Run Boy Run
Remember Burgle Bros.? It was a rather nifty stealth-heist game hampered ever so slightly by a gamey event system. Still, it was slick. And now it’s got a sequel. Sort of.
The culprit in question is Fugitive, and it’s one of those very rare games that doesn’t sound like much at all — not with its fifteen-minute playtime, a single deck of fewer than fifty cards, and rules that take maybe two minutes to explain — but once laid out upon the table reveals itself to be nearly perfect.
Right up front, the critical thing you need to know about Fugitive is that it’s also a stealth game, and comes loaded with all the stomach-rumbling tension that stealth games are so great at eliciting. Also, that’s where the comparisons to Burgle Bros. swiftly part ways.
Instead, the stealthy bits only make up fifty percent of the game. That’s the eponymous Fugitive’s job, to get out of town while the gettin’s good. His job revolves around drawing cards and laying them across the table in secret, each one representing a not-so-secure hideout or quick dodge of the authorities on his way to the fueled plane that’s currently warming the tarmac.
The trouble? That he’s being pursued by the country’s toughest Marshal. Which means that while the Fugitive is slapping down cards and racing from one hidey-hole to another, the Marshal is constantly nipping at his heels, each of her card draws bringing her one step closer to unraveling his evacuation plan.
Much of this game’s elegance has to do with the way that these roles are asymmetrical yet completely intertwined, employing the same basic facts as tools to either evade or ensnare their pursuer or prey. For one thing, both players draw from the same three pools of numbered cards, each representing a different range of steps on the Fugitive’s escape, which means that both are forced to work from their own cobbled-together picture of what their opponent knows. And for another, both are clever enough to take advantage of their opponent’s limitations.
Here’s an example. The Fugitive is all about measuring out his steps from the heart of the city to his plane. He starts with a few of those numbered cards and the knowledge that he can move three “steps” per hideout. Every card he plays must be only three steps removed, at most, from the card before it. And since he starts at 0 and must reach 42, there are going to be a whole lot of hideouts on the table before he’s clear.
Now, the Marshal also knows this. If the Fugitive was recently spotted at card 7, that means the only places he can be hiding on the next leg of his journey are cards 8, 9, or 10. Better yet, because the Marshal is also drawing a card from the same pools each turn, she might already know that the Fugitive can’t be hiding at one or more of those places. Easy!
Except that the Fugitive can optionally sprint, a trick undertaken by spending more of his cards. Since each card will let him sprint either one or two spaces, the Marshal can’t know precisely how much farther he’s traveling just because he spent, say, two cards. Even so, every spent card represents an opportunity for the Marshal. Those cards are spent and done with, for one thing. Even more significantly, if the Marshal can figure out where the Fugitive went during a sprint, she also gets a peek at all those discards, adding their digits to her growing knowledge of where the Fugitive cannot be.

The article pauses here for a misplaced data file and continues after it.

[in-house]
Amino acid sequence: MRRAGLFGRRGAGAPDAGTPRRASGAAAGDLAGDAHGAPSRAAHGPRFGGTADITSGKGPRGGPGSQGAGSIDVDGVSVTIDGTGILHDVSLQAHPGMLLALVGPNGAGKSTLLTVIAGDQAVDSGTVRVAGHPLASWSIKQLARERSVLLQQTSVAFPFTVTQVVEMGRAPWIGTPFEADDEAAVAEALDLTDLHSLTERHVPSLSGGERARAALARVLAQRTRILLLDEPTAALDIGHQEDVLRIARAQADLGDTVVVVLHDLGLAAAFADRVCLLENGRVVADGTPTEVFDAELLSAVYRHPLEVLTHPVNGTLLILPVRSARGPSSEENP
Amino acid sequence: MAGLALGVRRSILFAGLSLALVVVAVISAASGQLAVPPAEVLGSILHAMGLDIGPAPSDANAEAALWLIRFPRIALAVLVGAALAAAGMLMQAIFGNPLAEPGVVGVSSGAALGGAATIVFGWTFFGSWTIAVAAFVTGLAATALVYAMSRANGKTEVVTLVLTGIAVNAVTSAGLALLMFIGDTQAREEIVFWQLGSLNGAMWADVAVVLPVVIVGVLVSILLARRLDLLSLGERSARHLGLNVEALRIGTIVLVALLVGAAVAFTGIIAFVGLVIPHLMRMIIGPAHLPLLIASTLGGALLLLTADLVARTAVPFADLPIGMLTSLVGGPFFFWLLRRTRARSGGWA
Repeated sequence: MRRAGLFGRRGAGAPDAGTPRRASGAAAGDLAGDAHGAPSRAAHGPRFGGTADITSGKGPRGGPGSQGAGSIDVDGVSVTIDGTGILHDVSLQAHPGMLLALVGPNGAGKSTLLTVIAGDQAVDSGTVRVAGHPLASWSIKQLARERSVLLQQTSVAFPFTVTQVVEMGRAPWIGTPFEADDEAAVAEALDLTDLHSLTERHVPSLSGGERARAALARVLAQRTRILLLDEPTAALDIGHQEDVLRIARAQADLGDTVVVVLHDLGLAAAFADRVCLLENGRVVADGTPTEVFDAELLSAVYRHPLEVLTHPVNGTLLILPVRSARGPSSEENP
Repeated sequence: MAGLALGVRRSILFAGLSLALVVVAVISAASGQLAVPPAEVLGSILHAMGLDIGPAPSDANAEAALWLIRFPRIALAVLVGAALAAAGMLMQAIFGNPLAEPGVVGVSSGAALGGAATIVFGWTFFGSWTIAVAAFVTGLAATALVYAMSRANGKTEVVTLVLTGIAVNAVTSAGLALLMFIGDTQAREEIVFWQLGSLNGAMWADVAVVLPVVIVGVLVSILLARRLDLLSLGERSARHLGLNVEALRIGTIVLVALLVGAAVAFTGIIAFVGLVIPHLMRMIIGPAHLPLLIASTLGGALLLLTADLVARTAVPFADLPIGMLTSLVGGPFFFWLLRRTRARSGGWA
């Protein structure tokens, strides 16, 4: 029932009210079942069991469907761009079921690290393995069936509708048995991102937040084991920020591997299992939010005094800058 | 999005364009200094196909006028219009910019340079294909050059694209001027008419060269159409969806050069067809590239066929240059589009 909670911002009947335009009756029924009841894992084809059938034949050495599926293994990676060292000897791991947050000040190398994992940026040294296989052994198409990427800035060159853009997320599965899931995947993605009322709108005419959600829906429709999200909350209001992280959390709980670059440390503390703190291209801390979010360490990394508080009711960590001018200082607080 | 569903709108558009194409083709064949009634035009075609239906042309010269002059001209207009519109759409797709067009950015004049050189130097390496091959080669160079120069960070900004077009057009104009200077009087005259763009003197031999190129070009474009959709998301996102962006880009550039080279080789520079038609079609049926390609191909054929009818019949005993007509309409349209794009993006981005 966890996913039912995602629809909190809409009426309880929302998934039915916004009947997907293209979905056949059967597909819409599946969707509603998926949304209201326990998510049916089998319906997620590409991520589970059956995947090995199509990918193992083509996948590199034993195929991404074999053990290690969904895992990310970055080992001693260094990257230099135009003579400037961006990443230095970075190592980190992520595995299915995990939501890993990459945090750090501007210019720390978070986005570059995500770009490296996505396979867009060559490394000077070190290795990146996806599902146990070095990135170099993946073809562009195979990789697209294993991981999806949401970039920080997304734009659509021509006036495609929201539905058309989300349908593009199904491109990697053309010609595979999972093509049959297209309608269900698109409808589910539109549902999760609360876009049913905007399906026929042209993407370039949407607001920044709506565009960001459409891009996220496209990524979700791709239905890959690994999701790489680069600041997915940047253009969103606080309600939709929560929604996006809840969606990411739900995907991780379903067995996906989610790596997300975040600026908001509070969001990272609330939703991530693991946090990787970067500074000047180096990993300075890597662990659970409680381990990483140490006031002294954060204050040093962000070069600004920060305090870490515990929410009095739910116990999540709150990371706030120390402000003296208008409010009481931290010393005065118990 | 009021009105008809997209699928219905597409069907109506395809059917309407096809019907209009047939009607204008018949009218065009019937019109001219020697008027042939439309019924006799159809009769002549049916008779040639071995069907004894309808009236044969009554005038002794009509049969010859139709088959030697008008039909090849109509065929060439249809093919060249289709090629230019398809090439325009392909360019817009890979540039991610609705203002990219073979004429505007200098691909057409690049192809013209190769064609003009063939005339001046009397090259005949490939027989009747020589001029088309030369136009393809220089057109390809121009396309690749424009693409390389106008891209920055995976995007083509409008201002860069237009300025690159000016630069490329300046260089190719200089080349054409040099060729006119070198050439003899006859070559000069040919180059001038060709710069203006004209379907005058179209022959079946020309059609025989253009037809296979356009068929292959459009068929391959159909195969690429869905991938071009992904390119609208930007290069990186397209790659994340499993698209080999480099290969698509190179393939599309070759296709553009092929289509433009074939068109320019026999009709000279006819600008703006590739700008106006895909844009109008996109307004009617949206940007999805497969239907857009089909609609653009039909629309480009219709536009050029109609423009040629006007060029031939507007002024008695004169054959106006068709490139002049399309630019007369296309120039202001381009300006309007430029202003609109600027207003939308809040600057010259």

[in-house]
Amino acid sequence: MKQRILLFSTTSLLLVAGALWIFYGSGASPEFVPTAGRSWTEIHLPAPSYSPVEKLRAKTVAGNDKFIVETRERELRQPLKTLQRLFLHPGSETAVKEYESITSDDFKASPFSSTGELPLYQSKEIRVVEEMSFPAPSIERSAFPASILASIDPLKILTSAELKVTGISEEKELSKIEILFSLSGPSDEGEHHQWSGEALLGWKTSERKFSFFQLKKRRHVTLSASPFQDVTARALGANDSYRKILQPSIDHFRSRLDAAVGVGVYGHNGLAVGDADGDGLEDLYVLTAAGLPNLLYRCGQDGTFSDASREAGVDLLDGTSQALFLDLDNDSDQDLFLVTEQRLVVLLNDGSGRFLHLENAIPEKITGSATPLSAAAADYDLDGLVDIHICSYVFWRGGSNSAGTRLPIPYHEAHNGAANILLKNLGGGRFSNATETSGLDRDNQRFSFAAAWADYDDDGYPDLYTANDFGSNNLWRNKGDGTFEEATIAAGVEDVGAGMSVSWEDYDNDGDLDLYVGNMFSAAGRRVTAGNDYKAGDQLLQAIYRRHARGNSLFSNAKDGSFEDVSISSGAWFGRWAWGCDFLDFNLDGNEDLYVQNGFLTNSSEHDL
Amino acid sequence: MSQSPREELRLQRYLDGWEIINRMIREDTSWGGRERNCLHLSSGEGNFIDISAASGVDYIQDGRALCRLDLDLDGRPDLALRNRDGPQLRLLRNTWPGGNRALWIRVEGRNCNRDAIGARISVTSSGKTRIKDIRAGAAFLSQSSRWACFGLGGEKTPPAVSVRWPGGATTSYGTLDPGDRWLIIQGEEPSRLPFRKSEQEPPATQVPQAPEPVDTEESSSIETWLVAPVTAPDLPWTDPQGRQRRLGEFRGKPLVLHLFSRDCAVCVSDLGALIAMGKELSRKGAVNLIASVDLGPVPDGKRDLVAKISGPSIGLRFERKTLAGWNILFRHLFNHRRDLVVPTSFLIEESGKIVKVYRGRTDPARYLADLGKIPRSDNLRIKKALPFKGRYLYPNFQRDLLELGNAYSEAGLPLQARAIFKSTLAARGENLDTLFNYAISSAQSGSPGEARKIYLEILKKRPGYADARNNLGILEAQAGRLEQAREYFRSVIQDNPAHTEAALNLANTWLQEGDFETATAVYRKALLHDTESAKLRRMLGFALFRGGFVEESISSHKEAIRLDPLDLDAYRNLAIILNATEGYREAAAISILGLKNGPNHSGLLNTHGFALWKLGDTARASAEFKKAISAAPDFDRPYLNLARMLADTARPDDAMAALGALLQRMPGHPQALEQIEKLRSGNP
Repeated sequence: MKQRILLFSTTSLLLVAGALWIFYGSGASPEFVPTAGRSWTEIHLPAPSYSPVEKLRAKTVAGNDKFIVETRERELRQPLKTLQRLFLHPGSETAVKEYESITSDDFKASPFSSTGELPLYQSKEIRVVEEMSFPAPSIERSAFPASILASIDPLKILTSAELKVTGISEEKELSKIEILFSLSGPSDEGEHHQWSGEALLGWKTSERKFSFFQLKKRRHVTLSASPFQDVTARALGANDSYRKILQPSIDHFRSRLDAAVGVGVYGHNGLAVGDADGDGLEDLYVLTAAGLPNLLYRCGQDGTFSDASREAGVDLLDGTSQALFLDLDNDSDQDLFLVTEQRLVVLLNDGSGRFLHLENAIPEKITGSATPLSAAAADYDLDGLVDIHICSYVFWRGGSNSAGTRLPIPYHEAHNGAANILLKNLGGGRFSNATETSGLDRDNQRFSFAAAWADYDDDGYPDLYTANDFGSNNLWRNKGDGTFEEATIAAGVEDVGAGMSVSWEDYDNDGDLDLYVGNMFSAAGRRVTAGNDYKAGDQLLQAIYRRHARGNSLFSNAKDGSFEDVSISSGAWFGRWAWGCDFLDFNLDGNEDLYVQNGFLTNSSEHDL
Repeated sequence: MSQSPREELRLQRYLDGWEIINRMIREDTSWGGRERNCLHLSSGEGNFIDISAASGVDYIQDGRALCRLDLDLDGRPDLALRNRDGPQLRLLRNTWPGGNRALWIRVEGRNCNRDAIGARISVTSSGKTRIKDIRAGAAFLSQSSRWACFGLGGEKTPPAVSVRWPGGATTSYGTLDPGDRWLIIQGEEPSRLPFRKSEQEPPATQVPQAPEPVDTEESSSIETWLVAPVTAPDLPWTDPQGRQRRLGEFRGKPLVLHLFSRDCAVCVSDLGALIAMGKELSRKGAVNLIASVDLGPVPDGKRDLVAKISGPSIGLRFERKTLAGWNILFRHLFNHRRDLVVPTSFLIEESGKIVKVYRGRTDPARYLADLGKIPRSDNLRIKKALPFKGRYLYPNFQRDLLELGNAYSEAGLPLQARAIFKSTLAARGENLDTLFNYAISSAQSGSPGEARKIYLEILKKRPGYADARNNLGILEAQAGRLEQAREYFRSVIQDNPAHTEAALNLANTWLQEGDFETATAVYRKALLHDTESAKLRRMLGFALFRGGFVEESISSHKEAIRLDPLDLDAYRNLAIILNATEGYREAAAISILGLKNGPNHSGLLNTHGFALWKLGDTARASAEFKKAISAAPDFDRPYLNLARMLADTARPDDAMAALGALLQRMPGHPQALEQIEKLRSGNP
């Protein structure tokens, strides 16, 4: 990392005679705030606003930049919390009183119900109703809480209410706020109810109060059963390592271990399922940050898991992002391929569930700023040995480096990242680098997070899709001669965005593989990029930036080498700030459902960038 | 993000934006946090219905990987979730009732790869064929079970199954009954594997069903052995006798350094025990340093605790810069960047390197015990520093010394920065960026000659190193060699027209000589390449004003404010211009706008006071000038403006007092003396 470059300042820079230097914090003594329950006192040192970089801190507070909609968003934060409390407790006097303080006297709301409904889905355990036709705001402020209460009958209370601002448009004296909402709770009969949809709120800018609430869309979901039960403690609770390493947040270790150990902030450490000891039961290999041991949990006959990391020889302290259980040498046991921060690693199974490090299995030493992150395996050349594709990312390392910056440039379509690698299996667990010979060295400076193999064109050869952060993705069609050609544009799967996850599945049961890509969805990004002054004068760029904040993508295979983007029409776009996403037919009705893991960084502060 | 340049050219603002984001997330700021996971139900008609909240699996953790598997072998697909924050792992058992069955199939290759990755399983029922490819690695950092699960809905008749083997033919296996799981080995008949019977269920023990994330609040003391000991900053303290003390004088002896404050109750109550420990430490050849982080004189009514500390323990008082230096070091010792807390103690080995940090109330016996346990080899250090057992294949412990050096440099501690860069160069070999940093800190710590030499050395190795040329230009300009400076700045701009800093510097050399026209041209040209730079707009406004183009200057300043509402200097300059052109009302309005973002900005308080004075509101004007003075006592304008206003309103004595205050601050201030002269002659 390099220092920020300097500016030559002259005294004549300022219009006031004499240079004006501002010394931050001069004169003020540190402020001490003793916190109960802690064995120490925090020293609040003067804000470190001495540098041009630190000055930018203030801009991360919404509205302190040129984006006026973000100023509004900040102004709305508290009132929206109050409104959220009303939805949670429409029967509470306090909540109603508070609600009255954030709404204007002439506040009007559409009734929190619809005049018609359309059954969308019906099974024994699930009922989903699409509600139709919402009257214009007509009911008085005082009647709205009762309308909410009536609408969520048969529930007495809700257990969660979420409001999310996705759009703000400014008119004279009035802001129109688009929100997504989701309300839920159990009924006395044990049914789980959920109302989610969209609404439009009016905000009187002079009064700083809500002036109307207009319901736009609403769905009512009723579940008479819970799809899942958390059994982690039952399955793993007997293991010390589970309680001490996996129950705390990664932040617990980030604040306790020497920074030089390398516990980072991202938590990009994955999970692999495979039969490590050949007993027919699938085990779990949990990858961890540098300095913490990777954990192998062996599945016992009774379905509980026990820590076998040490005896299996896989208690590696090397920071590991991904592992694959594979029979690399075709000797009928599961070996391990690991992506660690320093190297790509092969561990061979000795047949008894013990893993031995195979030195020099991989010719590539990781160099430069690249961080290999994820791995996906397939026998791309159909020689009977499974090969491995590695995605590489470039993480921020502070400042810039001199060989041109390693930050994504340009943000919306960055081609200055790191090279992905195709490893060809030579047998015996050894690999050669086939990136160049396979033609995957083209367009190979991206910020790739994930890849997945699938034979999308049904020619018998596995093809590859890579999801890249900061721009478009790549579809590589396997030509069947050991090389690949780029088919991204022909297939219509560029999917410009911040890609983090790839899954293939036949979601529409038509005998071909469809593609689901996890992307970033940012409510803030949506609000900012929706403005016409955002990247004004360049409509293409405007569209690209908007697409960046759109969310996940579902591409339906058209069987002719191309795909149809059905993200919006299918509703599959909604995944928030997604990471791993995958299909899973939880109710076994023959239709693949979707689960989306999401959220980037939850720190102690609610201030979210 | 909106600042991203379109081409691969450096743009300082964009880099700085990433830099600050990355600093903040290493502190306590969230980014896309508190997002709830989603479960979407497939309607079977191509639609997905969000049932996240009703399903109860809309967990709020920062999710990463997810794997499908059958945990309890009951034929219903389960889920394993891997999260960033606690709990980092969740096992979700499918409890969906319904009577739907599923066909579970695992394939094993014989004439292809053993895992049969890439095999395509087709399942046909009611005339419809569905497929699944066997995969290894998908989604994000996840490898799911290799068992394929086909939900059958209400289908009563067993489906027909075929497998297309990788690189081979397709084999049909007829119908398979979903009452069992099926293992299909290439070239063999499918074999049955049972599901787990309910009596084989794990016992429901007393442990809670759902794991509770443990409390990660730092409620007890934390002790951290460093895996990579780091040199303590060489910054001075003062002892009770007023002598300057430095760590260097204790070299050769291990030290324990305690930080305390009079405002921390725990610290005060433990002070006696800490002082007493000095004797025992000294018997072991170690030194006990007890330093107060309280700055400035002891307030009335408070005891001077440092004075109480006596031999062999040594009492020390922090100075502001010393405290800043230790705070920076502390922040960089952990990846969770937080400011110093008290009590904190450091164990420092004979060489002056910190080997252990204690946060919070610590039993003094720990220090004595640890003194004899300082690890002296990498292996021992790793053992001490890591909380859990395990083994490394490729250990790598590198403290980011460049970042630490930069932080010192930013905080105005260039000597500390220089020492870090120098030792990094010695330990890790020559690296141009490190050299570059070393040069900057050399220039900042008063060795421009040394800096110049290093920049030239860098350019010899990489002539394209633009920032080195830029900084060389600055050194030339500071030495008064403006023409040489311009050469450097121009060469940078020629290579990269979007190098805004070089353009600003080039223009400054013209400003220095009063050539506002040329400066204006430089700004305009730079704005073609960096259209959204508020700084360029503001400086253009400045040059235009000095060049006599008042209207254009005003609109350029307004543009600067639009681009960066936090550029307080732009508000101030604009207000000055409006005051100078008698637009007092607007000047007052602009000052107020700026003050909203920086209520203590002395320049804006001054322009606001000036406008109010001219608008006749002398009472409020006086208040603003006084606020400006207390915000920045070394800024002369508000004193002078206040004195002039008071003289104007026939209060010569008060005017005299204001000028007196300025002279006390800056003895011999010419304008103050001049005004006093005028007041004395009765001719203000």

But wait just a minute! Just because the Fugitive spent some cards to sprint doesn’t mean he actually has to. Instead, maybe he spent a card and then scooted an inch or two closer to his freedom. Now the Marshal is groping around in the dark thanks to the assumption that her quarry charged forward, when really he’s shuffling around right under her nose.
That doesn’t mean all hope is lost, however. While the Fugitive is being tricksy, the Marshal is free to hatch plans of her own. For one thing, she might start drawing from the card pool that represents a future leg of the Fugitive’s journey, effectively blocking off easy passage once he starts needing those cards. It isn’t uncommon for the Fugitive to reach the plane, only for the Marshal to quickly guess a string of locations during her final manhunt, closing in while he grapples with the controls. And there’s nothing quite like watching as a string of hideouts all melt away, or playing as the Marshal and making a series of rapid deductions and praying they pay off.
The result is a prestissimo tempo of escalating guesses, tense misses and reveals, and successful bluffs or traps. It’s wonderfully gripping, packed with all the anxiety of playing hide-and-seek and feeling that prickle down your spine when your pursuer gets too close, or the antsy sensation of being one step closer to finally nabbing your prey.
Best of all, however, is the fact that Fugitive is a morsel that leaves you wanting more, if only because it’s so immediately digested. This is the sort of game that we might say is best played twice, allowing each player to try their hand at both flight and pursuit, except in practice it usually lends itself to even more rounds than that. In spite of its tiny frame — right down to its cute-as-a-bean miniature briefcase box — it’s that good, distilling the thrills and apprehensions of much longer stealth games into something truly potent.